In the evaluation of the salinity effect measured in the root zone (ECe) on the growth of rice (Figure 4), there is also a reduction (p > 0.05) of the attributes examined, which occurs sharply, however, from the ECe of 4.0 dS m-1 for the dry biomass of shoots (Figure 4a), dry biomass of stems (Figure 4b) and height of plants (Figure 4d), and from 3.0 dS m-1 for the number of tillers (Figure 4c). These values of critical ECe, although higher, are in line with the critical values for the ECi (Figure 3). The critical value found for the ECe (4.0 dS m-1) is, however, higher than the critical value of 3.0 dS m-1; proposed by Ayers & Westcot (1985). Based on Equation 1, the values of LF (fraction of water that is leached) would be of 0.45 and 0.60, respectively for an ECe of 3.0 and 4.0 dS m-1; corresponding to loamy textured and sandy textured soils. In the case of clay soils, the critical ECe is lower, between 1.5 to 2.0 dS m-1; which corresponds to a value of LF between 0.2 and 0.3, as found in the valley of Sacramento River, USA, whose critical ECe for flooded rice is 1.9 dS m-1 (Grattan et al., 2002).

In the present study, however, the focus of discussion of the ECe must be directed to the contribution of the transpiration stream of water and salts (Figure 2), which are responsible for the salinity measured along the roots of rice (Figure 1). It is also important to point out that relations between the attributes of rice growth and the attributes of salinity were established with evaluations conducted at the end of the study, when the greatest increase in salinity near of roots was checked.

The effects of salinity on the attributes of rice plants, observed in this study (Figures 3 and 4) are consistent with the results of Alam et al. (2004), Motamed et al. (2008), Welfare et al. (1996) and Castillo et al. (2007). The reduction of plant transpiration with the increase of salinity (Figure 2a) can be imputed to a reduced capacity to absorb water, by the decrease of the osmotic component of soil water potential (Tester & Davenport, 2003). This hydraulic signal reduces the effective turgor of the growth areas, beyond diminishing the stomatal conductance of leaves, stopping the flow of water, regardless of the atmospheric demand (Cramer, 2003).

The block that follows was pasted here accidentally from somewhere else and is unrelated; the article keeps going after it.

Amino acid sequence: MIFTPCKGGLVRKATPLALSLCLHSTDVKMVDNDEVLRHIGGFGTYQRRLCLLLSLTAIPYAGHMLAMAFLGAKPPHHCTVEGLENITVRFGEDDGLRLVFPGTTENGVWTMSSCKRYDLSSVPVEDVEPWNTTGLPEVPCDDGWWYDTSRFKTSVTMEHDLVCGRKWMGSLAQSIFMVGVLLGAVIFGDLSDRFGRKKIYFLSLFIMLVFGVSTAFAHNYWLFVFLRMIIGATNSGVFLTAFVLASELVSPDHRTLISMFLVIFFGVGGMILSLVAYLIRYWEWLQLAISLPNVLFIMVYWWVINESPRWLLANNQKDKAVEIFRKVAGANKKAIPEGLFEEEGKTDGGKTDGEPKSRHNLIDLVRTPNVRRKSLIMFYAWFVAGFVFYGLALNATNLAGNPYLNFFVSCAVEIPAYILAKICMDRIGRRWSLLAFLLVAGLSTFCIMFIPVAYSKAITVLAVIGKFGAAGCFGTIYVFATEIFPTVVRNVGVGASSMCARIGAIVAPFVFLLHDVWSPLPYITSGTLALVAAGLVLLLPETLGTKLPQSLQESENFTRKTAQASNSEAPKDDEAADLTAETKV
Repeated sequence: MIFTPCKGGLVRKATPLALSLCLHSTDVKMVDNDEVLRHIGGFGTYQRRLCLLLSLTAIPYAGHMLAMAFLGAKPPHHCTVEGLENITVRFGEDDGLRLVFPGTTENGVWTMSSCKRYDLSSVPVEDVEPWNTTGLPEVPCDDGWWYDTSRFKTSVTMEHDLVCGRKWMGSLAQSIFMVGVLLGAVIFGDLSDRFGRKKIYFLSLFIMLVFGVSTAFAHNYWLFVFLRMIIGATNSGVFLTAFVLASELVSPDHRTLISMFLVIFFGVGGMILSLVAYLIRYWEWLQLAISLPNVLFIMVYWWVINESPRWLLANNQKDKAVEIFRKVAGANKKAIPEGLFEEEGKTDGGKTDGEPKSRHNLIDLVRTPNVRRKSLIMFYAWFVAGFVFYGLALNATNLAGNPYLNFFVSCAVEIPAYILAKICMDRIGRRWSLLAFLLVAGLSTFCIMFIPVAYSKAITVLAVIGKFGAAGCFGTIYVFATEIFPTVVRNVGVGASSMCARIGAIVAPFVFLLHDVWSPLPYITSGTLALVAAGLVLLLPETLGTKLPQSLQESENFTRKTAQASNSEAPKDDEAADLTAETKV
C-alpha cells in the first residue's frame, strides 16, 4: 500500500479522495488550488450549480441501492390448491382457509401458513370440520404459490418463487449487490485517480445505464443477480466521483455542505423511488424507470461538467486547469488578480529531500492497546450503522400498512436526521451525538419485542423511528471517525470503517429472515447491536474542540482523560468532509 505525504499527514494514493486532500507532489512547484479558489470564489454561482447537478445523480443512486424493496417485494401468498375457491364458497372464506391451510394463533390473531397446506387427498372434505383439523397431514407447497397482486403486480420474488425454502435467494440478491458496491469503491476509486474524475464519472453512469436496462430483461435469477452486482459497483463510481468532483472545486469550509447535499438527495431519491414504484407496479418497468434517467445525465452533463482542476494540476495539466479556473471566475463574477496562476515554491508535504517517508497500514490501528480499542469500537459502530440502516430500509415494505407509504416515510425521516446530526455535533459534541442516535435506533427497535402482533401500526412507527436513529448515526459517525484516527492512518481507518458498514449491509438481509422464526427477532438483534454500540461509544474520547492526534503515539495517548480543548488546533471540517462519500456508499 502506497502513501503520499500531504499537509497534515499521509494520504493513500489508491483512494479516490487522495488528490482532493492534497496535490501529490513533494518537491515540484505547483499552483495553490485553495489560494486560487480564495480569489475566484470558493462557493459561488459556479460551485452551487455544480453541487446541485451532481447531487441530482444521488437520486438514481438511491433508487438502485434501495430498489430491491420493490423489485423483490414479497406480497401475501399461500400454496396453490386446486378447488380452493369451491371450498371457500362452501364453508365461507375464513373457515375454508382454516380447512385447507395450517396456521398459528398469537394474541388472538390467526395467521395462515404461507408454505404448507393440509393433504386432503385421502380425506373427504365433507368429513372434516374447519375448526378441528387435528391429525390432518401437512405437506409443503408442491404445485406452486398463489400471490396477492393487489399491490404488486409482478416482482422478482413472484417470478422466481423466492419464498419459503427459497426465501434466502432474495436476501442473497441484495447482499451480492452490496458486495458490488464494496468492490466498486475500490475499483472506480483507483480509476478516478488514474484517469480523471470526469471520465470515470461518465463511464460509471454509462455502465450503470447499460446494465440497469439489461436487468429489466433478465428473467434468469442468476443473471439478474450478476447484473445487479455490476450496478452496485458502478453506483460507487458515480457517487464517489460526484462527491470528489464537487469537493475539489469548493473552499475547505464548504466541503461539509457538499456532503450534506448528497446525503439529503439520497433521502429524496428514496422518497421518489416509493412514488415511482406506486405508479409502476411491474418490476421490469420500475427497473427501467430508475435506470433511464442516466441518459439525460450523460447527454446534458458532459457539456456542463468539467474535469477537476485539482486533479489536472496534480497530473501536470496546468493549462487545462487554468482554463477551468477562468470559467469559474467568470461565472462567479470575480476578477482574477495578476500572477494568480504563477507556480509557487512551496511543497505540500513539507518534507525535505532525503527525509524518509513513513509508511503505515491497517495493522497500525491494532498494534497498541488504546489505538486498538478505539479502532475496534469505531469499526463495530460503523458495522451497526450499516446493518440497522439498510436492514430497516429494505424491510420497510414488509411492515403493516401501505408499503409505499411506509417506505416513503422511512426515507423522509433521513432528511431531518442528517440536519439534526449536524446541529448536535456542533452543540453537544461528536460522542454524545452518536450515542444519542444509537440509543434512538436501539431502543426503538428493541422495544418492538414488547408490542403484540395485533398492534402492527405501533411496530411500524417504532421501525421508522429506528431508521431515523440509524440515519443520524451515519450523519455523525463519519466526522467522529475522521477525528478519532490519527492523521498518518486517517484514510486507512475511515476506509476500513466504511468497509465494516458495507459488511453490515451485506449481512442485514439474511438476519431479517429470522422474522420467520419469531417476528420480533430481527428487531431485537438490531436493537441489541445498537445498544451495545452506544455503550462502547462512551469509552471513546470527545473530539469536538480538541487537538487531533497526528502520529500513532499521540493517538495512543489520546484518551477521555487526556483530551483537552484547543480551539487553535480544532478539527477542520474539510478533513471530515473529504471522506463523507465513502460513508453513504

In the case of the dry biomass of stems, a low salinity seems to tend to be beneficial (Figure 3b), as also reported by Cui et al. (1995), which observed an increase in the number and weight of grains per panicle. Similarly, Zeng & Shannon (2000) observed an increase in the number of grains per panicle and grain yield when rice plants were subjected to salinity of irrigation water of 1.5 dS m-1 only in the vegetative stage (V4 DPF).